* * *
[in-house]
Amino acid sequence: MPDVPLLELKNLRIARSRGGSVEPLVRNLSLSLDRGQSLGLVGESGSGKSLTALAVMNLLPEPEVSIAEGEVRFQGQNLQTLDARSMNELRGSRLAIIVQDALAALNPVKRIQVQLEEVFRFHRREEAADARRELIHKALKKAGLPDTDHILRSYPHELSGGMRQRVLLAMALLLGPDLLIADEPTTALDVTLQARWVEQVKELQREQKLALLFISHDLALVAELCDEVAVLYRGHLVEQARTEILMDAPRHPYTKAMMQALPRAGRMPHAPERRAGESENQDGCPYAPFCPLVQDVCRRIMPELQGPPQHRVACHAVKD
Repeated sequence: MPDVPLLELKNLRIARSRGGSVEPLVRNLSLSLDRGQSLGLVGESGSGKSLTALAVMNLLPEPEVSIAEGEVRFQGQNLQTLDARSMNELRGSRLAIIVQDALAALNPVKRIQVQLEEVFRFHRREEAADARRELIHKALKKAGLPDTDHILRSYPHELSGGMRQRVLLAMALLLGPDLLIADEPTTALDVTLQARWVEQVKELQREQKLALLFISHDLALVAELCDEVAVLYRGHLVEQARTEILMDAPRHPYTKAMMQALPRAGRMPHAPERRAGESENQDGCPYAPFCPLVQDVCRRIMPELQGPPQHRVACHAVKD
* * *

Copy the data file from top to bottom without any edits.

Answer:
[in-house]
Amino acid sequence: MPDVPLLELKNLRIARSRGGSVEPLVRNLSLSLDRGQSLGLVGESGSGKSLTALAVMNLLPEPEVSIAEGEVRFQGQNLQTLDARSMNELRGSRLAIIVQDALAALNPVKRIQVQLEEVFRFHRREEAADARRELIHKALKKAGLPDTDHILRSYPHELSGGMRQRVLLAMALLLGPDLLIADEPTTALDVTLQARWVEQVKELQREQKLALLFISHDLALVAELCDEVAVLYRGHLVEQARTEILMDAPRHPYTKAMMQALPRAGRMPHAPERRAGESENQDGCPYAPFCPLVQDVCRRIMPELQGPPQHRVACHAVKD
Repeated sequence: MPDVPLLELKNLRIARSRGGSVEPLVRNLSLSLDRGQSLGLVGESGSGKSLTALAVMNLLPEPEVSIAEGEVRFQGQNLQTLDARSMNELRGSRLAIIVQDALAALNPVKRIQVQLEEVFRFHRREEAADARRELIHKALKKAGLPDTDHILRSYPHELSGGMRQRVLLAMALLLGPDLLIADEPTTALDVTLQARWVEQVKELQREQKLALLFISHDLALVAELCDEVAVLYRGHLVEQARTEILMDAPRHPYTKAMMQALPRAGRMPHAPERRAGESENQDGCPYAPFCPLVQDVCRRIMPELQGPPQHRVACHAVKD